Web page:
We just had a little party for my first grade son. It wasn’t a birthday party or a welcome home party or any other type of party with which you might be familiar.
It was a book party.
I’m not sure where I first heard this idea, but I assume that I
didn’t just come up with it myself. When each of my early-readers
finished his first real book all by himself, we threw him a party. My
youngest guy started reading this year and about a month ago he picked
up a 50-60 page book and declared that he was going to get through it
himself. We watched him meticulously sound out word after word, and we
watched as the reading became smoother and more decipherable.
Then he finished the book.
And we were so excited for him. To convey our excitement, we invited
six friends from his first grade class to his book party. They came to
our house, just for an hour, and made bookmarks, had lunch, and played a
game about books to celebrate with my son.
There is a tradition that many Jewish schools have kept for
generations: to give honey to children on the first day that they are
introduced to the Aleph-Bet, the Hebrew alphabet. My boys have all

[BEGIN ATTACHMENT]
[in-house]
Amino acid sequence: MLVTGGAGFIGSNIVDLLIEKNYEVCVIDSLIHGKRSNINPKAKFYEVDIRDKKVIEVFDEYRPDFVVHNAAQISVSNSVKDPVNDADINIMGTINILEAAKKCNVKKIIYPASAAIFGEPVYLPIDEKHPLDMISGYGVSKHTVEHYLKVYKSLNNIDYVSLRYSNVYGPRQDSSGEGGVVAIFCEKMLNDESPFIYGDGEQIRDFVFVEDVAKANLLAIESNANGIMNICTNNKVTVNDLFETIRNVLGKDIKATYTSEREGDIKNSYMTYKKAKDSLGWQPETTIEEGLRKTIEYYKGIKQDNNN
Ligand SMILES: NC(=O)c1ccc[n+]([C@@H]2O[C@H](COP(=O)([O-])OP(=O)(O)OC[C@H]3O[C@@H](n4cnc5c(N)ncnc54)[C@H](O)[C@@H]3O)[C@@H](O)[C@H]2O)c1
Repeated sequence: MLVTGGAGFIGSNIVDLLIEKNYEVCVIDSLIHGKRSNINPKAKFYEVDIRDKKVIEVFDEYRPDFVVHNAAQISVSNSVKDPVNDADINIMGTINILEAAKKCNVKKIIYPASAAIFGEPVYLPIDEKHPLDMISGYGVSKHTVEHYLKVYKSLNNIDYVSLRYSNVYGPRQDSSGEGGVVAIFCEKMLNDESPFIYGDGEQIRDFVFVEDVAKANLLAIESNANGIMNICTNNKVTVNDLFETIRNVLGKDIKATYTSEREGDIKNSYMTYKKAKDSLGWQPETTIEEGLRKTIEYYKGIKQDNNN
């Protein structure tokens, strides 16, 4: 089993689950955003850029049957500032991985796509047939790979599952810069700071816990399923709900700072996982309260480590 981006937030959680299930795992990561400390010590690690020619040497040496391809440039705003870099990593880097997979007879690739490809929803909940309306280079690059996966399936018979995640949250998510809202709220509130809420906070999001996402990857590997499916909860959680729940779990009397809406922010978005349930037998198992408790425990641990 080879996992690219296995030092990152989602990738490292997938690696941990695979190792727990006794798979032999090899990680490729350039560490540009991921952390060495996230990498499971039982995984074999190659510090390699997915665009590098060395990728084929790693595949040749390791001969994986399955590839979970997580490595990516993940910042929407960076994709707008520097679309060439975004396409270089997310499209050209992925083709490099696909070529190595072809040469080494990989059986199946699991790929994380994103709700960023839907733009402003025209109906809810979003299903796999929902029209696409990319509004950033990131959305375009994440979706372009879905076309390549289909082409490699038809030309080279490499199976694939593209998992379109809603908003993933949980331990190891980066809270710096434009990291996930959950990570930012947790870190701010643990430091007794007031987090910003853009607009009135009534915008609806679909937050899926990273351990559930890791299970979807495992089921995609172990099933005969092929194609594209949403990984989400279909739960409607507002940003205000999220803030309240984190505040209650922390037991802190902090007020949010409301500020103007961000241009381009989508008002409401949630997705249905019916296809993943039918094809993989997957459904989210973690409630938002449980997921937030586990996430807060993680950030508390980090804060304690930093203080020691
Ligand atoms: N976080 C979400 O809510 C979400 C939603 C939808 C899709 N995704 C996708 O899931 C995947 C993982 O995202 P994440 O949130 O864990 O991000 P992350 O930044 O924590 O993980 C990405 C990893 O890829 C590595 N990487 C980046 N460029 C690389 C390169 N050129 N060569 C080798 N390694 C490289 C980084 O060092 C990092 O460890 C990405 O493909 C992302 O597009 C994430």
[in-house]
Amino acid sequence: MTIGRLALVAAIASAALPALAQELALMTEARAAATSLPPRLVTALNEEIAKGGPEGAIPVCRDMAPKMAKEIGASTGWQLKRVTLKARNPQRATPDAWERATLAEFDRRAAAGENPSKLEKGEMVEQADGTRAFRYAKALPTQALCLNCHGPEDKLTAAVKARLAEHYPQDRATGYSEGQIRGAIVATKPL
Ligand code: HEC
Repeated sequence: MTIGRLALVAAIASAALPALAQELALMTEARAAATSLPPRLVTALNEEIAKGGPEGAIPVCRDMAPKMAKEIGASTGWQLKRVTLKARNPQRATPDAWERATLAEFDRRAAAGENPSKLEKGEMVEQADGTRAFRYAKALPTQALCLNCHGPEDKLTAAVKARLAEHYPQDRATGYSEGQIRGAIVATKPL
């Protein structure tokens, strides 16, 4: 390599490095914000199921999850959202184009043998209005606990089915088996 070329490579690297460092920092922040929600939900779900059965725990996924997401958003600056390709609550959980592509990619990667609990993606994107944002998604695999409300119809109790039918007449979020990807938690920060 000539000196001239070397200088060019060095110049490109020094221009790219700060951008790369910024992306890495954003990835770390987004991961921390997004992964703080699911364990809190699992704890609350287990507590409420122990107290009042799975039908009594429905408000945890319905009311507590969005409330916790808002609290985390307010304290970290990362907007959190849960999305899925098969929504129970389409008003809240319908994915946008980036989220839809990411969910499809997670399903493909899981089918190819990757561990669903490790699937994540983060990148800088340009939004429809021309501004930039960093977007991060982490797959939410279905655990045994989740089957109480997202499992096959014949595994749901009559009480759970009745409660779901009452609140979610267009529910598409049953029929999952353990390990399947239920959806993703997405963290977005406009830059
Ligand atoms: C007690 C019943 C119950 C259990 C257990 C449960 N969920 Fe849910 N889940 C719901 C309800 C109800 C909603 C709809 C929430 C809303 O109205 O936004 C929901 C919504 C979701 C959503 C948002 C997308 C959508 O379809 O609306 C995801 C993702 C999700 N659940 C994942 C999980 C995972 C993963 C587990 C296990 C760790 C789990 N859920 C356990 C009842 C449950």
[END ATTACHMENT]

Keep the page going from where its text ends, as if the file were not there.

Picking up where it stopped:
experienced this tradition and have dipped their spoons (or their
fingers) into that honey, mingling the sweet taste with the sweet sound
of their first letters. I’ve always loved this idea.
I want to cultivate this type of love for reading, this thirst for
knowledge, and this understanding of the sweet taste of literacy in my
children. It’s not always easy to convey a love for reading. I’ve tried
to implement ideas like the book party to try to impart this love and
this feeling of the celebration of literacy to my boys.
I did find it interesting that I was hesitant this time when I called
the parents of the kids we were inviting. In the back of my mind was
the worry that some would see competition in the invite. Oh, they might think looking down on my son’s progress, MY son has been reading for ages. Or, on the other end of the spectrum, they might think, Well, my son hasn’t read a full book yet. They are bragging about their son’s accomplishments.
But I quickly disregarded this fear, reminding myself that parenting
isn’t a competitive sport. My son is reaching this milestone now, in his
own time and in his own way. And that’s cause for celebration.
This is just one of the many ways that I can convey to my children
that reading, literacy, and the thirst for knowledge are so important.